5. I’m doing low weight, high rep and it feels so weird.

So another recommendation for assistance work is “big and boring”. doing 5 sets of 10 reps at a low weight. This is mostly recommended for use with the main lift. So after the prescribed sets, reps, and weights for the main lift, I then aim to do 5 sets of 10 reps at 40% weight. Since I didn’t really know what to do for weight, reps, and sets for the other assistance work, I’ve decided to adopt this for all the assistance work for now.

It feels really weird doing high rep, low weight :-\

Well, technically it says to increase this weight percentage overtime too to whatever works out as the max you can do for 8-10 rep. Still lower weight and higher rep than I’m used to though.

Which I may then be able to fit less assistance work once I’m doing more weights. Also less with lower body because that always takes more out of me than upper body lifts- which also maybe will change once I get my weights higher with upper body.

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Me doing hip thrusts after deadlifts.

So, there’s where my thoughts are on this right now.

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So I had been doing or trying to do stronglifts. Decided today that I need to change to a different program.

After squats I’m exhausted and I’m not making progress on anything else and I know part of that is because by the time I get into anything else I’m totally exhausted from my squats.

Photo between sets of my workout this morning.

So I think I am going to try switching over to 5/3/1 I’ve looked into this before and I think right now it would be good as it focuses on 1 major lift per workout and then whatever assistance work one wants to add as well, but never focusing on more than 1 major lift at a time. I also hope this will give me the ability to focus more effectively on upper body since it will give me days when I am doing just a main upper body lift (Bench or OHP) combined with upper body assistance work. Which overall then would mean doing even more upper body work as well, which I think I need.

Anyways, I don’t really talk tons about my training here but thought I’d throw a post out about this planned change.

So I mentioned before that I am following stronglifts 5×5.

I’m fairly early on but so far love it and would definitely recommend it. So far I am liking having specific guidelines for increasing weights. And just used the app for the first time and like the timer for rests between sets.

This post really though is mainly for me, I realized I should keep track of my starting point so I can see better how far I’ve come with it later on, and figured I would post here to help me keep track and let others in on my eventual progress as well!

Starting weights:

Squat: 100lbs

Bench Press: 75lbs

Barbell Row: 95lbs

Overhead Press: 55lbs

Deadlift: 180lbs

Ok, so I figured that maybe I should go ahead and give some background info on me when it comes to fitness stuff and what I’m doing now.

 

Ya know, I started writing out a long thing about the past years and what exercises I focused on when as best I could remember. And realized that there has been one overarching theme for the past about 7 years- I exercise for awhile, then health gets really bad and I have to take a break, then once I’m feeling better I exercise again and the cycle repeats. Making it very hard to see lasting improvements.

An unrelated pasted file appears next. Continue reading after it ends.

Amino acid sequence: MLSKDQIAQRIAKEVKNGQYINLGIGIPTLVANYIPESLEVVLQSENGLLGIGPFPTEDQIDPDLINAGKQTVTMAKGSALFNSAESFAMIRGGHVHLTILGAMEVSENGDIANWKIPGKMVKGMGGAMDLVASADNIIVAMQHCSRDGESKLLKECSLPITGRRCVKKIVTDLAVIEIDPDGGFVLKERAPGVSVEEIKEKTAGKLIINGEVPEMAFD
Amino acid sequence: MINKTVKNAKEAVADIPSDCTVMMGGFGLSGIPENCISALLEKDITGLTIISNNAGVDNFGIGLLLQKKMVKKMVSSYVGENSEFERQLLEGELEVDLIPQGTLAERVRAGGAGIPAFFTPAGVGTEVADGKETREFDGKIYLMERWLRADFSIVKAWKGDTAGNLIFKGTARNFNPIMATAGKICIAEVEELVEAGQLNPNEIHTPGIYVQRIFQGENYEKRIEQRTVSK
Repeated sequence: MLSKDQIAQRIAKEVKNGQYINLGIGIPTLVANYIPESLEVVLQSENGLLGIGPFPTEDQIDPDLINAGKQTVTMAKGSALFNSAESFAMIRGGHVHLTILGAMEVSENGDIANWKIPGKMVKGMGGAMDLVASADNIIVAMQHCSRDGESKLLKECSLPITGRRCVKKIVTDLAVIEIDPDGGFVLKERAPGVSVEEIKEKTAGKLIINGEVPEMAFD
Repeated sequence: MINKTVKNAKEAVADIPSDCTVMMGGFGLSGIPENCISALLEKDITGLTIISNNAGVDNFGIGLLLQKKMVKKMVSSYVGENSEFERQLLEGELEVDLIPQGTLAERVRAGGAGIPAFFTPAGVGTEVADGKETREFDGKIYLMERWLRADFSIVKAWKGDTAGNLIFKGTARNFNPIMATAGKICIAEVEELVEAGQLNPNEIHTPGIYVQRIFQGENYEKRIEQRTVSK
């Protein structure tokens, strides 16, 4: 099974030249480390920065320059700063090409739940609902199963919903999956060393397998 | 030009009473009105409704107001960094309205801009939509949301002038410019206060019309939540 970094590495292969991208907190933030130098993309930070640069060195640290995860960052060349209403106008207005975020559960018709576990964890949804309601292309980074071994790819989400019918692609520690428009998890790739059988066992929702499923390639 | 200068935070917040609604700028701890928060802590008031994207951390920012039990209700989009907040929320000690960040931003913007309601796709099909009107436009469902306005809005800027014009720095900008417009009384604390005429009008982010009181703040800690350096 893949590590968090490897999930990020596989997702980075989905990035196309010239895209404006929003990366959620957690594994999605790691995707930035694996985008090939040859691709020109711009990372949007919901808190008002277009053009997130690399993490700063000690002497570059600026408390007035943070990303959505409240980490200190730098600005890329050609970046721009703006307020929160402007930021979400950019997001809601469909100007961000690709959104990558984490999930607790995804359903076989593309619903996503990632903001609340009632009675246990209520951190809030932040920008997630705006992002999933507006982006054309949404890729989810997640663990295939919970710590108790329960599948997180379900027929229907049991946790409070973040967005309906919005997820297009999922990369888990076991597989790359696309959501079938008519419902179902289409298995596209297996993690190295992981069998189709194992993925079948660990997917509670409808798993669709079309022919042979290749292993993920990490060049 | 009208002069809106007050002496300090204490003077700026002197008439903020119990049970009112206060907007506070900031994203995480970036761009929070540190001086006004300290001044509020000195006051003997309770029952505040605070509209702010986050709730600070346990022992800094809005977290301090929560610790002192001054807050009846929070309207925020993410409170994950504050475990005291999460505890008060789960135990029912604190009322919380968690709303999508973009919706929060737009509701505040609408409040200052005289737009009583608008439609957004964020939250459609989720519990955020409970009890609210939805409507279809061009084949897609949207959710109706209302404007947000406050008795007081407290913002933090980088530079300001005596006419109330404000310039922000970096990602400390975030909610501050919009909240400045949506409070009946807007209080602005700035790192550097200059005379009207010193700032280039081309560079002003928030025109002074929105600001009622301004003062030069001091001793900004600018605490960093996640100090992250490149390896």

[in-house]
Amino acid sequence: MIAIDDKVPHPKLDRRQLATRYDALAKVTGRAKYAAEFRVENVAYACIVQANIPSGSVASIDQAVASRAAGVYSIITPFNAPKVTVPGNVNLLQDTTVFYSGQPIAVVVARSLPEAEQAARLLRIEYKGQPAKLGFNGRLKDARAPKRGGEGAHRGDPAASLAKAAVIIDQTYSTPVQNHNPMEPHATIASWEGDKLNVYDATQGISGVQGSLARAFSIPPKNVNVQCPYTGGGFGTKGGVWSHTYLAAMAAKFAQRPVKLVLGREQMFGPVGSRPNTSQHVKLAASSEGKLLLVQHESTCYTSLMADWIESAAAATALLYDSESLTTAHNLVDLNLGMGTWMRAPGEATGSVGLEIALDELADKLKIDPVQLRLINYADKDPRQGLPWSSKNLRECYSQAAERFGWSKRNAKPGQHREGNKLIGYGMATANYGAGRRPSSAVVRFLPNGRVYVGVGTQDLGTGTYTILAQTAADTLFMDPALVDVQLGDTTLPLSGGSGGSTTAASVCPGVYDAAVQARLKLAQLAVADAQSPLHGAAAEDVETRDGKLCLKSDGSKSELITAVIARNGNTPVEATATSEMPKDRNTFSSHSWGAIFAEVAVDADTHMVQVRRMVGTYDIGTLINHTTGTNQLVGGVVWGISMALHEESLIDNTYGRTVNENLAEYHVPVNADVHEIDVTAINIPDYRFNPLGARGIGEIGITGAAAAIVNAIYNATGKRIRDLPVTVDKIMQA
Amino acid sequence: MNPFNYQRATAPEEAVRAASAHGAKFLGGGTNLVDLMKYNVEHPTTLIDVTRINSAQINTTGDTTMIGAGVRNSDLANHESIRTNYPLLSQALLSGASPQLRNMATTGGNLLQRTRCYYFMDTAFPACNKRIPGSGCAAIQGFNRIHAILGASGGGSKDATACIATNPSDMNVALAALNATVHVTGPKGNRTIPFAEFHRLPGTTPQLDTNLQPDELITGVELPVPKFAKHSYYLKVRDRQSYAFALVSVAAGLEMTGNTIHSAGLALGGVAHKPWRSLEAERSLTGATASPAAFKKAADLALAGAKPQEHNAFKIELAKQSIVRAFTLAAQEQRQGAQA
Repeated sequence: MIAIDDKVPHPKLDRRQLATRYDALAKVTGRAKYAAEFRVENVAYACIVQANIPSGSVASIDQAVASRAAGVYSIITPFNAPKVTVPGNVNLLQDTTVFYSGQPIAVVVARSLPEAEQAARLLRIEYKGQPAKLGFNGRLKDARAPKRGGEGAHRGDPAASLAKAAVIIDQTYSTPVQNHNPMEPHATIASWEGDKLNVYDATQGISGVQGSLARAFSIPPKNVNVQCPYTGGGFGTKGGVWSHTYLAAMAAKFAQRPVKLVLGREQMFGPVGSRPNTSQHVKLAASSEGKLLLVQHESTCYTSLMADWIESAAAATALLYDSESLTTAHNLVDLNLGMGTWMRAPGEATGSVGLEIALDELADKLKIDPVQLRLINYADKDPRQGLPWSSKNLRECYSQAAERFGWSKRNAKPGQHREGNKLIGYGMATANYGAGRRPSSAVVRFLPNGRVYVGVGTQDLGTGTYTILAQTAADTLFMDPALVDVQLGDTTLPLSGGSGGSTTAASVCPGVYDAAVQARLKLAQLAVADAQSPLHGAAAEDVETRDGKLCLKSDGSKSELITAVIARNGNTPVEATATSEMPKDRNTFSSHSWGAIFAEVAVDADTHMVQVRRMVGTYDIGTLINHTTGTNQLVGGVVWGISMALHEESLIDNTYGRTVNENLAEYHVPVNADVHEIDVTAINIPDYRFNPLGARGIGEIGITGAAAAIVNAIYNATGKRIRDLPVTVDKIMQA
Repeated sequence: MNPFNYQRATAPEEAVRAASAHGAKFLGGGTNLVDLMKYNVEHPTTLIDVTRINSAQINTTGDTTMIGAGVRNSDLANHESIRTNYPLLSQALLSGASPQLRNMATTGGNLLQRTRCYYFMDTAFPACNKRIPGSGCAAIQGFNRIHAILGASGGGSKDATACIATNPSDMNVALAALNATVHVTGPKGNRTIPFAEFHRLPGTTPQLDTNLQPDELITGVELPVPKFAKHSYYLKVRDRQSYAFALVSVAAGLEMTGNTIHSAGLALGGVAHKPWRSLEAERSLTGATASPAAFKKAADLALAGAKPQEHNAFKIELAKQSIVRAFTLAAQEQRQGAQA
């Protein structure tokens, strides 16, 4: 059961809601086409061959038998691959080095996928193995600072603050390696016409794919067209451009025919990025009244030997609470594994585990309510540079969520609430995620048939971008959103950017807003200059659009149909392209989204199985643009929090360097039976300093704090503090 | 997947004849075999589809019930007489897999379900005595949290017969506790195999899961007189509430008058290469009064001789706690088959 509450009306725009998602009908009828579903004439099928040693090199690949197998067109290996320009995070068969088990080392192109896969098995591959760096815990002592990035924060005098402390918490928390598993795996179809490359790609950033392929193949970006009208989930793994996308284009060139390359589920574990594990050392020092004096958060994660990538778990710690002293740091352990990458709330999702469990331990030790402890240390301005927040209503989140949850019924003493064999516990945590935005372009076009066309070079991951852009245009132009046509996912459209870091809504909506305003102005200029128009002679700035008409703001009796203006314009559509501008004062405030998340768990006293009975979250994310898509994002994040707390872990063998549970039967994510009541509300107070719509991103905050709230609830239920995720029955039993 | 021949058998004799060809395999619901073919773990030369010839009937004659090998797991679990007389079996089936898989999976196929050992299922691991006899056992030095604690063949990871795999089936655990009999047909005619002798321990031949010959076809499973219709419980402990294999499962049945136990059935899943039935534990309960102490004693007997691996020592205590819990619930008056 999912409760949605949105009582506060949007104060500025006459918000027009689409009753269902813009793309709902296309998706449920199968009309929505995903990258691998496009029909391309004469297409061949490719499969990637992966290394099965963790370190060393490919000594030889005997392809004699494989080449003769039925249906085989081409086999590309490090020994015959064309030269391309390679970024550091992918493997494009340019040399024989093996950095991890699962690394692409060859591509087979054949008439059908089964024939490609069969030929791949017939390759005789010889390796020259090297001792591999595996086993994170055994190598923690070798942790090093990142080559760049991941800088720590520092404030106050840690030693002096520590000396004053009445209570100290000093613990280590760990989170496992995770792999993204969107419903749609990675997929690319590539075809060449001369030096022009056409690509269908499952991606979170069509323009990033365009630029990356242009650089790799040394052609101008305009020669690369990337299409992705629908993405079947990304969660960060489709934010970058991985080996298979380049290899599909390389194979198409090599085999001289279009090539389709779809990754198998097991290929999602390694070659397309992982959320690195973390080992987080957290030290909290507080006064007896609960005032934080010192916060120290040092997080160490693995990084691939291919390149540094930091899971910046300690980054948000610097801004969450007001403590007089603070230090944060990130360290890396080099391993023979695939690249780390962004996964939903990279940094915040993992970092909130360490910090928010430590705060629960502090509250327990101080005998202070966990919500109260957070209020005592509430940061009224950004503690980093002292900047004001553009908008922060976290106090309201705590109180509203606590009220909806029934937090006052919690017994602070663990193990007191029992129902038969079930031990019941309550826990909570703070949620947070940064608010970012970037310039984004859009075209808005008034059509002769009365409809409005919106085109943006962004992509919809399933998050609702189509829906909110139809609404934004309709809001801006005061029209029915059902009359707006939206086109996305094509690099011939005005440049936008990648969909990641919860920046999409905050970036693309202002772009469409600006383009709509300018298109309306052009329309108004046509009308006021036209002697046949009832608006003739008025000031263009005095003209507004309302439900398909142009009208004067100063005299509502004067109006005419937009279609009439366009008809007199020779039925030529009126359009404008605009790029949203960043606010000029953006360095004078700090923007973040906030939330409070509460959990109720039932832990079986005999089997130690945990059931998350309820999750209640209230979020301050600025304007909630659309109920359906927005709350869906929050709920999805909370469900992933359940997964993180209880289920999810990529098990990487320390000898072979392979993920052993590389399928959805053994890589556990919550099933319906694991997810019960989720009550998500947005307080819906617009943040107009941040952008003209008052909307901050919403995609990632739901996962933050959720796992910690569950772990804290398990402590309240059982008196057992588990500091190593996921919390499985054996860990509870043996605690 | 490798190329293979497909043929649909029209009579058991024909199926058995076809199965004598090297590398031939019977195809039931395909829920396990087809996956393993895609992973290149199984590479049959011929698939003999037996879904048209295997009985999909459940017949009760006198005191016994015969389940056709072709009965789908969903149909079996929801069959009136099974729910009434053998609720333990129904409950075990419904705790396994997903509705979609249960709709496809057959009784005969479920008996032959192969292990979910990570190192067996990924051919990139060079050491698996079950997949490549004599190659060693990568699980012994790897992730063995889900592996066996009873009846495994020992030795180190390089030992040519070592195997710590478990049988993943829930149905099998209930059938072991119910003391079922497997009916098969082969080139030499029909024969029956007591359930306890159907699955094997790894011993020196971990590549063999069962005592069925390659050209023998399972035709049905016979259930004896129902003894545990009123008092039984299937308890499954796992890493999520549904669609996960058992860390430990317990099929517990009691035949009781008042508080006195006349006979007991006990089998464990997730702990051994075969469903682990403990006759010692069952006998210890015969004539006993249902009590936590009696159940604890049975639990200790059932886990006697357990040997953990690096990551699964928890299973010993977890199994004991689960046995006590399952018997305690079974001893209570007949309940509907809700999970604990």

But I have been on an off working out for awhile. I’m not really brand new to it. I’ve done lots of cardio in the past, some yoga.

I’ve done the couch to 5K program several times. For awhile every time I would get toward the end I would become anemic again (which when severe bring with it tachycardia and chest pain and does not make running or exercise in general a safe plan). So again- hard to see consistent improvement, after I’d feel safe running again, I’d be back to starting at the beginning.

A few years back in college when I had access to the gym there I learned about New Rules of Lifting for Women by Lou Schuler. Bought that book, read it, and started the workout plan in it. That was my first real introduction to lifting. By now you should know the story there- health issue got in the way and I never finished the plan all the way through.

And after college I didn’t have access to a gym for lifting anymore, and no money to join one, so I was limited to a few dumbbells I had at home at that was it. Throughout that time one of my goals was to have access to barbells and weights again to get back into lifting because I loved it when I was doing it.

In November I moved into a house that has enough space to set up a home gym. It took me a few months to get all my basics covered. First I got a bench. Then I found someone on craigslist selling a olympic barbell set- olympic barbell, ez curl bar, 435lbs worth of weight plates, and a rack for the plates. It was still awhile then before I could get together the money for my power rack. But now I have a nice little home gym. I’d love to add some more to it-especially kettlebells. But I have the basics I need. So now I’m able to get back into lifting- woohoo!

For the first while back at lifting I was basically making up my own workouts. I just now decided to give stronglifts 5×5 a try. Of course my goal is to work in a few other exercises too and I’m also working on running in between lifting days. So that is kind of the plan I am trying to follow right now. We’ll see how it works.

 

I figured I should maybe give some info into that. If I talk about my current plan it kind of sounds like I just started all this, but I don’t feel brand new to things like lifting, even if I am far from an expert, because I did start years ago, I just ended up having to stop and just started back.

 

I’ll talk more about my experiences with these plans in upcoming posts I’m planning. Including a post on how different plans have worked out for me in terms of time commitment and with health issues- since that is obviously an ongoing struggle for me is how to stay consistent with workouts even when my health problems flair up.